For many students, study abroad is only the beginning of a lifetime of engaged interest in all things international. Many return home and want to expand upon their international experience while at UT as well as after they finish their degree.
Similar to the cultural adjustment many students feel when arriving in a foreign country, it is common to experience stages of reverse cultural shock when returning home from study abroad.
You might feel out of place or changed by your experience in a way that makes relating to family and friends difficult. It may take some time to feel at home again. Use patience to ease the transition.
Common Re-Entry Experiences
- Impression that you can’t fully explain your experience or its importance.
- Realization that others do not want to hear very much about your adventures.
- Sensation of being out of place despite being home.
- Boredom with being home.
- Experiencing homesickness for the place where you studied abroad.
- Seeing that relationships with family and friends have changed.
- Feeling that others misunderstand your growth.
- Assessing your home in a way that is judgmental or overly critical.
- Feeling that your experience abroad is lost or cut off from the rest of your life.
Tips for Coping
- Try to use the same cultural adaptation skills that you developed while you were getting used to being abroad (e.g., keep active, maintain a sense of humor, find a support group, expect differences, allow yourself to make mistakes, stay flexible) to make the transition to being home.
- Be reflective. Give some thought to your return, to the types of intellectual and emotional changes that you have undergone as a result of your time abroad.
- Expect some negative feelings about your home culture. Try not to be too critical of shortcomings that you did not see before. Remember, there are positive and negative aspects of all cultures—nothing is good or bad, it’s just different.
- Accentuate the positive. Try to identify what you like about both cultures and try to incorporate the best aspects of these into your life.
- Be patient with your friends and family who are trying to understand your recent experiences. Listen to them, too.
- Maintain connections with international life through the many opportunities available at the UT.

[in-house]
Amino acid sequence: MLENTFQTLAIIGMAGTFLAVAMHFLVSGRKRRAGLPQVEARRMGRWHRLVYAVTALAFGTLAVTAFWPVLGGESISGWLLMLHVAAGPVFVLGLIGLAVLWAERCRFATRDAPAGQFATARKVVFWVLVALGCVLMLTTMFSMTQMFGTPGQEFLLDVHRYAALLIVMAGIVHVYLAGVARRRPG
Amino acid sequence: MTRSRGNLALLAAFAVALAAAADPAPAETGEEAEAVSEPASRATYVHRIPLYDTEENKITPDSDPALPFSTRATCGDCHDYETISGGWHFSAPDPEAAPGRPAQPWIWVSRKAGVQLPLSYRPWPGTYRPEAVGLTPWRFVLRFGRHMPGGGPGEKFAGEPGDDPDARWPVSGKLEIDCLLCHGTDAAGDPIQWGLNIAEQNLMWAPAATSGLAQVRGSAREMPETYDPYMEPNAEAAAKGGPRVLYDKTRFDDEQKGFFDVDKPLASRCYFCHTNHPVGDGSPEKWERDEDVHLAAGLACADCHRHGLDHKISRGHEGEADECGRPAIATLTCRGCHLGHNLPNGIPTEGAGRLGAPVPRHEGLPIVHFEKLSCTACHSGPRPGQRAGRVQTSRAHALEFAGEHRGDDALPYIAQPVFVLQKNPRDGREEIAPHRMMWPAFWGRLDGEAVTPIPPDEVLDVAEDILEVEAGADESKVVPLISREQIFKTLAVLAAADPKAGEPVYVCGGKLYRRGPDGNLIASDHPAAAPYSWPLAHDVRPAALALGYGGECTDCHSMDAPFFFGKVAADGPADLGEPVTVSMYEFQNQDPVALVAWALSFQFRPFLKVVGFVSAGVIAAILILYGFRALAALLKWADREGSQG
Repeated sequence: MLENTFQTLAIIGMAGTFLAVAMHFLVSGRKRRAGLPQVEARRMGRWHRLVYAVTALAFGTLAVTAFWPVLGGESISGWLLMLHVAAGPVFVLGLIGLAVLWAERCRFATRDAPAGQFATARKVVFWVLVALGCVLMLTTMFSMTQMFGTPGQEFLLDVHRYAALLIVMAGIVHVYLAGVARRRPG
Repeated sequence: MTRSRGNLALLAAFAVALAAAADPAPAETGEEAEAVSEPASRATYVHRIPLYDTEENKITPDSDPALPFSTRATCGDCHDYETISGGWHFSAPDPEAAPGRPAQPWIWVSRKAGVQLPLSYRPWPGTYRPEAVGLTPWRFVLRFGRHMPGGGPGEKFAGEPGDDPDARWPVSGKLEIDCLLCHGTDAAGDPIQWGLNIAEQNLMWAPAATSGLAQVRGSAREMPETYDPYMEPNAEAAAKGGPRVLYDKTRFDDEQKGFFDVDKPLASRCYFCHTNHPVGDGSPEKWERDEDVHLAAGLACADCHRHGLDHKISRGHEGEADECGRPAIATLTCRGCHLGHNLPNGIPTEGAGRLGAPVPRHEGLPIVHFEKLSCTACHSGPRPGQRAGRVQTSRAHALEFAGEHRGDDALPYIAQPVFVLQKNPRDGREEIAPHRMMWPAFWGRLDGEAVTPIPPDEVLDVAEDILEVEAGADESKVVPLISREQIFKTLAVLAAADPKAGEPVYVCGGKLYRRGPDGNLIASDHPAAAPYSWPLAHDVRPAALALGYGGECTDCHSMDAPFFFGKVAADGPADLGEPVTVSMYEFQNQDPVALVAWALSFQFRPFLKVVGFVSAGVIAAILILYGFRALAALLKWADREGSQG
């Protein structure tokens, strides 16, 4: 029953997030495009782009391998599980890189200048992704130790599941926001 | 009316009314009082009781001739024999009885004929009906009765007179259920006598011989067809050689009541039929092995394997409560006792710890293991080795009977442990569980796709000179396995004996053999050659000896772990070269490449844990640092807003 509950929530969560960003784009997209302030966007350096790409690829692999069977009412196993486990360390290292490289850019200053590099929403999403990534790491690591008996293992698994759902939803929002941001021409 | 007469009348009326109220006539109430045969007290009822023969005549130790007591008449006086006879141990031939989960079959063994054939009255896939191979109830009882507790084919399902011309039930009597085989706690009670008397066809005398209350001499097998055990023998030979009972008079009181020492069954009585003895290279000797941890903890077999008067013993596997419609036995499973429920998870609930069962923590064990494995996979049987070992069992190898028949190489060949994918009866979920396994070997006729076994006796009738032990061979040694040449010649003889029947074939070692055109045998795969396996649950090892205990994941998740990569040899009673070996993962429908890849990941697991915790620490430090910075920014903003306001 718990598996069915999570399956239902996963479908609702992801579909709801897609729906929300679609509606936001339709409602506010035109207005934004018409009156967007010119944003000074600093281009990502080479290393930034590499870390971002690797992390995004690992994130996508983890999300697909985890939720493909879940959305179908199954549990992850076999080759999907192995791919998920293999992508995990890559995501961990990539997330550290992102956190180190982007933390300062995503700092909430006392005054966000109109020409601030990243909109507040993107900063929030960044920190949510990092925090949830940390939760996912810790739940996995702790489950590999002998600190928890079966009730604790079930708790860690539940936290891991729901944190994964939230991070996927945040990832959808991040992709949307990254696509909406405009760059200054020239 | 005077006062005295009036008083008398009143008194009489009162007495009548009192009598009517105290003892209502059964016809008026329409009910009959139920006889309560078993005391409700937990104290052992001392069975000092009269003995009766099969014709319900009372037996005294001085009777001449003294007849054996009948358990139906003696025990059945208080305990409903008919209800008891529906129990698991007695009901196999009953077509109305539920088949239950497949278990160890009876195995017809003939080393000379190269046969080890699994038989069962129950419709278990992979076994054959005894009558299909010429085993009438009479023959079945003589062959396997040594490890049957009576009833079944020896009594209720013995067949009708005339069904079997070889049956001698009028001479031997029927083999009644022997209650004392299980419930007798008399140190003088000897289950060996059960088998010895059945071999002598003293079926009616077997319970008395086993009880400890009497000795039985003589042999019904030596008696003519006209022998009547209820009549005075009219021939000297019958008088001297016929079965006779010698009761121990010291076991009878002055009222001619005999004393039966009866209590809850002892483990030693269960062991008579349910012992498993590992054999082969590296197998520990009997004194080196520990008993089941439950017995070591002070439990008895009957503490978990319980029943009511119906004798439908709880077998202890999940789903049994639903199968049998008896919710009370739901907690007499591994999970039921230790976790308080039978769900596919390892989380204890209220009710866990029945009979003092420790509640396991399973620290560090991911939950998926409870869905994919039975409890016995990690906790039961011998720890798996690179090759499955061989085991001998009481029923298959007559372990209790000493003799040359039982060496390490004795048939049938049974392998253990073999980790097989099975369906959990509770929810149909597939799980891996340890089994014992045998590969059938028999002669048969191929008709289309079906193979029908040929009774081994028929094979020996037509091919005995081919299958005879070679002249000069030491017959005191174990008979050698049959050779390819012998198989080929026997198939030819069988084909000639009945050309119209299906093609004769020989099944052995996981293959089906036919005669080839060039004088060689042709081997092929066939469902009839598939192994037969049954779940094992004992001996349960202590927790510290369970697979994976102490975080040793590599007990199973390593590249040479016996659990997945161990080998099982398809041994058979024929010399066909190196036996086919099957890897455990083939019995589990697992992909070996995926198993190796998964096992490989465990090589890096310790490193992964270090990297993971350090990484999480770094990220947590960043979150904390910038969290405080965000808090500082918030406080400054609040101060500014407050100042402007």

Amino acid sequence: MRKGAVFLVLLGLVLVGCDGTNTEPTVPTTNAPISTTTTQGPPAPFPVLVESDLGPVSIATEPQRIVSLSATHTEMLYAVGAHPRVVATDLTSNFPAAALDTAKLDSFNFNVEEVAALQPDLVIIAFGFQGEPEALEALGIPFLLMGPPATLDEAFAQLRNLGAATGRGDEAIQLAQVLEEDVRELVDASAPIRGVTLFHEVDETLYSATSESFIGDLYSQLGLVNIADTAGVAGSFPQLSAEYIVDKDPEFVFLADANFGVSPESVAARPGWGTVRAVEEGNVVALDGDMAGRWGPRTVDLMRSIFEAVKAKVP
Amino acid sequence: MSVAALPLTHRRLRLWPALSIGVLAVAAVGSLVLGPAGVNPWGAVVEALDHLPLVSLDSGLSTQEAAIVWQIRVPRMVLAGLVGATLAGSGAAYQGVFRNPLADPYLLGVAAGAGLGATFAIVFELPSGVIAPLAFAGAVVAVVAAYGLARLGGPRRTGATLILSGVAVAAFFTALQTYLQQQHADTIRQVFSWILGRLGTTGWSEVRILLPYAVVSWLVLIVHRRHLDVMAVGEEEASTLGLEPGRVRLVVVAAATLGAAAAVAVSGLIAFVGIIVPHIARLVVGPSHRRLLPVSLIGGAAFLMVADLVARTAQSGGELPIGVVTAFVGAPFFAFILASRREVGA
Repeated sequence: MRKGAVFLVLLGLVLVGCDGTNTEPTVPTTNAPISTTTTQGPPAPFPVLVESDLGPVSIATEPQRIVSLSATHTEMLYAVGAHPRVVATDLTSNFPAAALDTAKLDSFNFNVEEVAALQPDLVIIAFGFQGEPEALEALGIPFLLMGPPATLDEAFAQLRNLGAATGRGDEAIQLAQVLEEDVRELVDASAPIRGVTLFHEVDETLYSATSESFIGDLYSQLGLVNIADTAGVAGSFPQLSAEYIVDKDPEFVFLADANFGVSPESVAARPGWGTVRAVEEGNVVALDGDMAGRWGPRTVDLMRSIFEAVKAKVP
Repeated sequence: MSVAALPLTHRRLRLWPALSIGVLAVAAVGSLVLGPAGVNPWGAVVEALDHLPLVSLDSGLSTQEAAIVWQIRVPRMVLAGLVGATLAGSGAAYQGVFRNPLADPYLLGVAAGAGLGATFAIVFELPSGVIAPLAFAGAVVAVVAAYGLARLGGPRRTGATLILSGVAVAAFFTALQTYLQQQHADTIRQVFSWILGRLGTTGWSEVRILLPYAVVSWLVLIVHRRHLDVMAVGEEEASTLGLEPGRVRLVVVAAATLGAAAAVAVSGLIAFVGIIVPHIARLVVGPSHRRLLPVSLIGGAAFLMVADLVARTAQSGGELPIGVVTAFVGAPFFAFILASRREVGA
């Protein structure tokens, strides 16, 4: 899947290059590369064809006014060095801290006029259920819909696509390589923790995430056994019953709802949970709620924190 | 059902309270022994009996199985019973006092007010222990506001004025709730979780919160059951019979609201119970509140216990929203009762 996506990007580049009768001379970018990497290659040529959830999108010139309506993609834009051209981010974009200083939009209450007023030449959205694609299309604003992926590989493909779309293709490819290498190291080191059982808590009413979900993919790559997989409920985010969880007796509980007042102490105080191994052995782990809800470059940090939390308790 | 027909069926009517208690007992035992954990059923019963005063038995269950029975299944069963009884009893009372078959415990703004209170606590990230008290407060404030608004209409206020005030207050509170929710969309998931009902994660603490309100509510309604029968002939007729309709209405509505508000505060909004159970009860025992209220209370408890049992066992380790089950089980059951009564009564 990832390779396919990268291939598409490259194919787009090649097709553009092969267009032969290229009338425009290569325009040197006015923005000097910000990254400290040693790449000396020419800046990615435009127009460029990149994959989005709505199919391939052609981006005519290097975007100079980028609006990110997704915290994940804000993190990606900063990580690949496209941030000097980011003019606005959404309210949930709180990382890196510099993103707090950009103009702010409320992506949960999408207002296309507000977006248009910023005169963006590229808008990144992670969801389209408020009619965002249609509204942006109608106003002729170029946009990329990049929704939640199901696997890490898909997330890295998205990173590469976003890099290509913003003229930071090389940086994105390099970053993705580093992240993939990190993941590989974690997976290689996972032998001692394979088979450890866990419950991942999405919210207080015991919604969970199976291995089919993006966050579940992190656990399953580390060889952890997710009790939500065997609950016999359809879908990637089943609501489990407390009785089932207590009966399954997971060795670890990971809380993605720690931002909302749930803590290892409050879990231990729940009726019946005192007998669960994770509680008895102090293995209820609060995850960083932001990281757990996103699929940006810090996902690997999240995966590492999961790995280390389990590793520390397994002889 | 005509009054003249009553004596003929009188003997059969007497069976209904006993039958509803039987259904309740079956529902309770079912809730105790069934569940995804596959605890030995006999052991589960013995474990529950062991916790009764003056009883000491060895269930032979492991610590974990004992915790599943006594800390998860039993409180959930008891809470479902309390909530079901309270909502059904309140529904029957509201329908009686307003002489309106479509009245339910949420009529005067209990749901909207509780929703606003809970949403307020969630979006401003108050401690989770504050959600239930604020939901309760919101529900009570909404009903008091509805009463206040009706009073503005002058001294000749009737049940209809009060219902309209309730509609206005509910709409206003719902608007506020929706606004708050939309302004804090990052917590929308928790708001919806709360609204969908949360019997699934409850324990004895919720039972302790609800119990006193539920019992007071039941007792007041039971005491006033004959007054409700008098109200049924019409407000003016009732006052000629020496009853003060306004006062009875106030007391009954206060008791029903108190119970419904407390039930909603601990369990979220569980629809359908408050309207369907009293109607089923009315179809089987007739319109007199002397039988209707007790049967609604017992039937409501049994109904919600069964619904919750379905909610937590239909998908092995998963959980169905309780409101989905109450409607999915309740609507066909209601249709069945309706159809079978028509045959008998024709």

- Set goals for your development. Realize that change can be stimulating and this could be your chance to develop in new directions. Set some long-term goals, which may involve finding ways to return abroad.
Additional Resources for Reflection:
Do you know how to describe and market your education abroad experience for future academic and professional opportunities? UT’s Center for Career Development has resources on resumes and cover letters as well as interview tips that will help you articulate how your experience prepared you to achieve future goals. You can also schedule a meeting with a career adviser to talk through how to present your international experience to potential employers and graduate schools.
Spotlight Skills and Attributes
Employers will look for “transferable skills” in your cover letter, resume, and interview. As you reflect on your experience abroad, did you:
- Do a specific project or research applicable to your field of interest while abroad?
- Travel independently?
- Learn to work with a more diverse group of people than you had previously been exposed to?
- Resolve a conflict based on misunderstandings of cultural differences?
- Learn new activities, languages, or skills?
- Discover something new about yourself that can relate to the position you are seeking?
- Volunteer or participate in an internship or service learning project while abroad?
Your answers are the start to identifying the specific transferable skills you list on your resume and cover letter, or the particular examples you use in an interview. You will want to effectively communicate not only skills and experiences, but how those abilities will benefit the program or organization to which you are applying. Remember, just mentioning you studied abroad is not enough. You should elaborate on the skills developed during your time abroad.